While the U.S. has plenty of awesome hiking routes, Europe certainly isn’t short of a few amazing hikes either. Right across the continent, there are mesmerizing walks with magnificent mountain scenery to enjoy. Don’t let the word mountain mislead you to think that you need Sherpas to help you along the way. There are plenty of hikes on high that are very manageable for families, provided you’ve brought good footwear and ample water.

My new friend Helen from Irish company Ireland Walk Hike Bike created this infographic profiling five of the best mountain hikes in Europe, from their own land in the west across to the eastern nations of Montenegro and Slovakia. If you want to explore Europe at its most authentic, why not give these routes a try?

 

5 top European mountain hikes

 

The Ultimate Beginner’s Guide to Hiking

Posted by on Aug 23, 2018 @ 2:14 pm in Hiking News | 0 comments

The Ultimate Beginner’s Guide to Hiking

There’s nothing as reinvigorating as a morning spent outdoors surrounded only by rocks, trees, and wildlife.

The great thing about hiking is that it can be exactly as relaxing or as challenging as you make it.

You can simply decide to wear your old sneakers and wander around a local forest, or you can go all-out and spend months at a time in the wilderness—or anywhere in between.

Hiking can be a major adventure, or just a short moment of peace, a defining period of calm.

Wherever or however you choose to go outside, it may brings you peace and a deeper feeling of contentment.

This is not just happiness, but rather something quite deeper.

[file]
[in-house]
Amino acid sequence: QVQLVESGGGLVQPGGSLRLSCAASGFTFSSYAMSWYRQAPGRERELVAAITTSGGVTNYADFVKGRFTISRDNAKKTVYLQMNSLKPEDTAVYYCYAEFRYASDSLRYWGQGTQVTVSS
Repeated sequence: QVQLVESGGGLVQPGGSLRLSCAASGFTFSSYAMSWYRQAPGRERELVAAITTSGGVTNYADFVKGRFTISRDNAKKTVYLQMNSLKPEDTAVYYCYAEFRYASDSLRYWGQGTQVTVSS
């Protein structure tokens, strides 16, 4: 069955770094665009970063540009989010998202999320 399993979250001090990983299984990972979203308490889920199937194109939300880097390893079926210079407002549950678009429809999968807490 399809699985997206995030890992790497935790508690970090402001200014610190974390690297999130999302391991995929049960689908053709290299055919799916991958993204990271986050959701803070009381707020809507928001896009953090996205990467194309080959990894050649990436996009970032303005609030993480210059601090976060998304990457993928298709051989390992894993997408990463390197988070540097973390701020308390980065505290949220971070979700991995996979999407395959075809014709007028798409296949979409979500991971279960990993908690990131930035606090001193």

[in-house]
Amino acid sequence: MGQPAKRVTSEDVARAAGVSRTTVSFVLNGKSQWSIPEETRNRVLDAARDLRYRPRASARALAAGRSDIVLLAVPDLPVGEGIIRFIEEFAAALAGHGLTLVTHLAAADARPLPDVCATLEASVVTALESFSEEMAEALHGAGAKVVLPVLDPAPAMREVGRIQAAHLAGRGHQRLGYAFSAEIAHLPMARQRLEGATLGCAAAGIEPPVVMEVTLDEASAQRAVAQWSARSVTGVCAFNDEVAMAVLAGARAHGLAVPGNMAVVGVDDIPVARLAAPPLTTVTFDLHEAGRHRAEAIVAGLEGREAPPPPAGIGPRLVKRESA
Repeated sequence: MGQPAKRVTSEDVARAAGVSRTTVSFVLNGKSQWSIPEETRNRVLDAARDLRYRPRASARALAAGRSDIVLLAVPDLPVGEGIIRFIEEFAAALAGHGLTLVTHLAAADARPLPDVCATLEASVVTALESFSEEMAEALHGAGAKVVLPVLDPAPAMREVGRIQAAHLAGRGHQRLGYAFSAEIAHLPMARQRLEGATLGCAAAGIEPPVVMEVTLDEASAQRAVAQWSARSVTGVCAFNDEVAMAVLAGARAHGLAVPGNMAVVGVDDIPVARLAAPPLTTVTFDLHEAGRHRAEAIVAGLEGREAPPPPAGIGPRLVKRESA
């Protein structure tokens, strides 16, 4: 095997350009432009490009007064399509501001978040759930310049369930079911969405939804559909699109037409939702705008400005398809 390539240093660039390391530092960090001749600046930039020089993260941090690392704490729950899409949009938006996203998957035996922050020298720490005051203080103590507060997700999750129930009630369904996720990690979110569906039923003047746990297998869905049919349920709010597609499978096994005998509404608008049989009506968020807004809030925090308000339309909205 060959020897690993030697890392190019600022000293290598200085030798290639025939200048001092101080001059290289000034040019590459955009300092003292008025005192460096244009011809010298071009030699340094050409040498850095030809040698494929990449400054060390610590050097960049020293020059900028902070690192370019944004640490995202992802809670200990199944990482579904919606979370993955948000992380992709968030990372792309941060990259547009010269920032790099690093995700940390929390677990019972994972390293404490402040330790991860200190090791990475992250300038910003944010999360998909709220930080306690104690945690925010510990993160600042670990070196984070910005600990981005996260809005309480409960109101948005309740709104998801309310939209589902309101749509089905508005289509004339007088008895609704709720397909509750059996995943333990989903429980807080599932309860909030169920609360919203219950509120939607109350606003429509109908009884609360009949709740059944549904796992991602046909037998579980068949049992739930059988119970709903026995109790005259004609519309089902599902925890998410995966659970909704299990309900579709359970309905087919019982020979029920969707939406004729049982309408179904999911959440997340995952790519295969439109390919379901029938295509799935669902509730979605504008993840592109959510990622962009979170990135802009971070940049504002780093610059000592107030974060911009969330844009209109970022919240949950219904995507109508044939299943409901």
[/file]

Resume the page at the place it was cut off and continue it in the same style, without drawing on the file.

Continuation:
You might want similar experiences, but how? Isn’t it expensive? Isn’t is difficult or dangerous?

Check out this handy guide to find out…

 

Big Brother–Style Tech Is Helping Hikers Avoid Crowds

Posted by on Aug 23, 2018 @ 6:41 am in Hiking News | 0 comments

Big Brother–Style Tech Is Helping Hikers Avoid Crowds

When you head out for a hike this summer in many areas in the mountains just east of Seattle, a government-sanctioned program will be watching your Flickr photos and Instagram posts, noting where you’ve been and what you’ve been up to. While this sounds like creepy Big Brother invading your privacy, the researchers aren’t actually interested in you personally.

Instead, they’re training the tools of Big Data on social media in hopes that the information they gather can improve your future visits to public lands.

The program in the Mount Baker-Snoqualmie National Forest is the first of its kind in the country. Mount Baker-Snoqualmie, which lies on the west side of Washington’s Cascade Range between the Canadian border and Mount Rainier, is one of the most popular national forests in the nation.